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Maya Rae Oppenheimer

MA work

This is a study of the modern predisposition to entertain nostalgic urges for the past and the reverberating effects of historic explorations beyond traditional mimetic forums.

British popular interest in its chivalric past is manifest in the expanding popularity of historical re-enactment in which traditions and objects, as representations of the past, are arranged into a design of modern making that satisfies contemporary needs and wants.

British re-enactors favour Tudor history. The history of Tudor re-enactment as leisure practice involves gradual, experiential interaction with nostalgic notions of history. Individuals throughout the twentieth century were exposed to participatory forms of history ranging from revivals and pageants to amusement parks and historic live-ins. I argue that Tudor re-enactment underwent multiple developmental phases, each articulating how participants and observers navigated the motives and rewards for play.

The underlying theme in this research is the individual’s engagement with, and production of, material space in an attempt to formulate a relationship with history via standards of authenticity. Case studies include revivals such as the Eglinton Tournament (1839) and the Earl’s Court Tournament (1912), various reproduction Tudor Utopias known as Merrie England Villages (1910–1980) and recent re-enactment societies or living history spaces such as Kentwell Hall (1978–present). The resulting narrative is not a definitive history of re-enactment but provides a design historical account of performed history and craftsmanship.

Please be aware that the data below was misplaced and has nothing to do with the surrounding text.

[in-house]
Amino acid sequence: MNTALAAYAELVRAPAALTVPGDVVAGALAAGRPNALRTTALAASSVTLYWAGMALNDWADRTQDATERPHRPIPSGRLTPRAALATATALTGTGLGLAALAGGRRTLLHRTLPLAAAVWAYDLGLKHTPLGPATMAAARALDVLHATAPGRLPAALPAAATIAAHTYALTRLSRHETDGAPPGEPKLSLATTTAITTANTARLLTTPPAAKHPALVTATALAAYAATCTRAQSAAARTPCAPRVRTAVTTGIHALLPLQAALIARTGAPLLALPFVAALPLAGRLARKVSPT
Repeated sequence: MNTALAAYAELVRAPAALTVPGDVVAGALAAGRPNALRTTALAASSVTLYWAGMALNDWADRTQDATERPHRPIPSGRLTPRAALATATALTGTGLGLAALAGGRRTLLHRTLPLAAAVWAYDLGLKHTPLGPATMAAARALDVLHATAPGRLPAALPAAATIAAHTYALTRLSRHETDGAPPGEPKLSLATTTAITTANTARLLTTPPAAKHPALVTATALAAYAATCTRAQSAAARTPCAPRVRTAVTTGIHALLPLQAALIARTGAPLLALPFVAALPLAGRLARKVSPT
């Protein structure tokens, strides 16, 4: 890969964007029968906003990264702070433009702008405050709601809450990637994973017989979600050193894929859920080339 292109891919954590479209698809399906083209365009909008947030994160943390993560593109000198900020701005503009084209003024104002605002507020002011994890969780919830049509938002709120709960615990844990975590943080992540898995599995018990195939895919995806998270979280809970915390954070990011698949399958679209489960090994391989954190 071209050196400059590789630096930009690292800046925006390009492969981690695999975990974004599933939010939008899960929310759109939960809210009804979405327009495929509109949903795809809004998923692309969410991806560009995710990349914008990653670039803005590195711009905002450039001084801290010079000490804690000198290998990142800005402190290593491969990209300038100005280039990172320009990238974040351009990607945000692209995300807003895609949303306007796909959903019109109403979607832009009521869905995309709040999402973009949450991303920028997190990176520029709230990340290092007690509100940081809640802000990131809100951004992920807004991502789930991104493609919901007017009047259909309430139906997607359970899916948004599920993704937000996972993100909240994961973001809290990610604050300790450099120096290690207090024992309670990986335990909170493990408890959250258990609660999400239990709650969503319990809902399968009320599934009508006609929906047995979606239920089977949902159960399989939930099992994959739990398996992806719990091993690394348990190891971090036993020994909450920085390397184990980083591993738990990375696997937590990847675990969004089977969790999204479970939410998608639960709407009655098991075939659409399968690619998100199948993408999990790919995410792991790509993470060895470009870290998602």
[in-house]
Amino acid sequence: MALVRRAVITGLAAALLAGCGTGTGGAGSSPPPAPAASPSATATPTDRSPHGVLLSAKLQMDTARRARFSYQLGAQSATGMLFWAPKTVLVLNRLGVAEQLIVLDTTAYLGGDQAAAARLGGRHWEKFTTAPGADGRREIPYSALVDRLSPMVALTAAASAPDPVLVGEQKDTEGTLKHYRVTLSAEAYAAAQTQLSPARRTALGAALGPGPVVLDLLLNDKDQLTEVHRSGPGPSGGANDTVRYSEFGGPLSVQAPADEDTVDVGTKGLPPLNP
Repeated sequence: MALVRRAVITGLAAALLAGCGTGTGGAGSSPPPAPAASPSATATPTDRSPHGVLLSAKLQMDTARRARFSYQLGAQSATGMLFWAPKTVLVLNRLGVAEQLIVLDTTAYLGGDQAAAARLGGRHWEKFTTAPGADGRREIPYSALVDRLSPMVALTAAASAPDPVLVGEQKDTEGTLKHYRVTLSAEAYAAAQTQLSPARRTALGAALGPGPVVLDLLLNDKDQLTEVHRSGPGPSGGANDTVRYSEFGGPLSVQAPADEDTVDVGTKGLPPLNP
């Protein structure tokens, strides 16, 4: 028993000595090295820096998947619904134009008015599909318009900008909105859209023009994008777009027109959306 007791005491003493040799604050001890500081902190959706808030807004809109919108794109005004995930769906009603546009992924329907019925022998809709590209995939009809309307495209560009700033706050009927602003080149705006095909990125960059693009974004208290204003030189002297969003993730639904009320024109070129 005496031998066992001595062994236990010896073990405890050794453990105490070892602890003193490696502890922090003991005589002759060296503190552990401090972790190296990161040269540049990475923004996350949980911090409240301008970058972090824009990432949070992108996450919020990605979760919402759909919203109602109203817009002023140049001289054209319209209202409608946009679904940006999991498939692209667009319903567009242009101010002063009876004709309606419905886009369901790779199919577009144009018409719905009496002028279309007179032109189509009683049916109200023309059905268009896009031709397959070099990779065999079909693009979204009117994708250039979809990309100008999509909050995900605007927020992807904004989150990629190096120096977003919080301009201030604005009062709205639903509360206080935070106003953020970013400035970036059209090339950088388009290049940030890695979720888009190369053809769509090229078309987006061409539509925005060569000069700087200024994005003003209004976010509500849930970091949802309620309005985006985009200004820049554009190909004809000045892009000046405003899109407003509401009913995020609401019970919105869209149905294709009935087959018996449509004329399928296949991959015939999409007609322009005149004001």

Info

  • MA Degree

    School

    School of Humanities

    Programme

    MA History of Design, 2009

  • This is a study of the modern predisposition to entertain nostalgic urges for the past and the reverberating effects of historic explorations beyond traditional mimetic forums.

    British popular interest in its chivalric past is manifest in the expanding popularity of historical re-enactment in which traditions and objects, as representations of the past, are arranged into a design of modern making that satisfies contemporary needs and wants.

    British re-enactors favour Tudor history. The history of Tudor re-enactment as leisure practice involves gradual, experiential interaction with nostalgic notions of history. Individuals throughout the twentieth century were exposed to participatory forms of history ranging from revivals and pageants to amusement parks and historic live-ins. I argue that Tudor re-enactment underwent multiple developmental phases, each articulating how participants and observers navigated the motives and rewards for play.

    The underlying theme in this research is the individual’s engagement with, and production of, material space in an attempt to formulate a relationship with history via standards of authenticity. Case studies include revivals such as the Eglinton Tournament (1839) and the Earl’s Court Tournament (1912), various reproduction Tudor Utopias known as Merrie England Villages (1910–1980) and recent re-enactment societies or living history spaces such as Kentwell Hall (1978–present). The resulting narrative is not a definitive history of re-enactment but provides a design historical account of performed history and craftsmanship.

  • Degrees

  • BA (Hons) Art History (major) and Drawing (minor), University of Manitoba and Mount Allison University, Canada, 2005
  • Experience

  • Internship, Medieval & Renaissance Galleries Project, Victoria and Albert Museum, 2008; Guest Lecturer, Textile Sciences Department, The University of Manitoba, Winnipeg, Canada, 2006 & 2008; Curatorial Assistant, The Costume Museum of Canada, Winnipeg, Canada, 2005-7; Exhibitions Educator, Winnipeg Art Gallery, Canada, 2002-7
  • Awards

  • Basil Taylor Memorial Award, 2008; Gold Program Medal, LL Fitzgerald School of Art, University of Manitoba, 2005; Mount Allison University Tuition Scholarship, 2002